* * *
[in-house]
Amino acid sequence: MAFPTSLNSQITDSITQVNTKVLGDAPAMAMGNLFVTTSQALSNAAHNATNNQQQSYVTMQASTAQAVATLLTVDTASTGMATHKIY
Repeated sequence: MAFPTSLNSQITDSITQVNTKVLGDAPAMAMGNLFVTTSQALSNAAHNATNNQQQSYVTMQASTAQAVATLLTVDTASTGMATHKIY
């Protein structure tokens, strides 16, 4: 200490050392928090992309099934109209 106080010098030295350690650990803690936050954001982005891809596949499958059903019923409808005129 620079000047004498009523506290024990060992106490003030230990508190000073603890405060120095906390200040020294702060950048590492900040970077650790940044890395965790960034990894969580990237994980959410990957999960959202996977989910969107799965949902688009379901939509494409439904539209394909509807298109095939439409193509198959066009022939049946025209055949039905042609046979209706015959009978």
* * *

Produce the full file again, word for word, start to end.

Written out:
[in-house]
Amino acid sequence: MAFPTSLNSQITDSITQVNTKVLGDAPAMAMGNLFVTTSQALSNAAHNATNNQQQSYVTMQASTAQAVATLLTVDTASTGMATHKIY
Repeated sequence: MAFPTSLNSQITDSITQVNTKVLGDAPAMAMGNLFVTTSQALSNAAHNATNNQQQSYVTMQASTAQAVATLLTVDTASTGMATHKIY
């Protein structure tokens, strides 16, 4: 200490050392928090992309099934109209 106080010098030295350690650990803690936050954001982005891809596949499958059903019923409808005129 620079000047004498009523506290024990060992106490003030230990508190000073603890405060120095906390200040020294702060950048590492900040970077650790940044890395965790960034990894969580990237994980959410990957999960959202996977989910969107799965949902688009379901939509494409439904539209394909509807298109095939439409193509198959066009022939049946025209055949039905042609046979209706015959009978």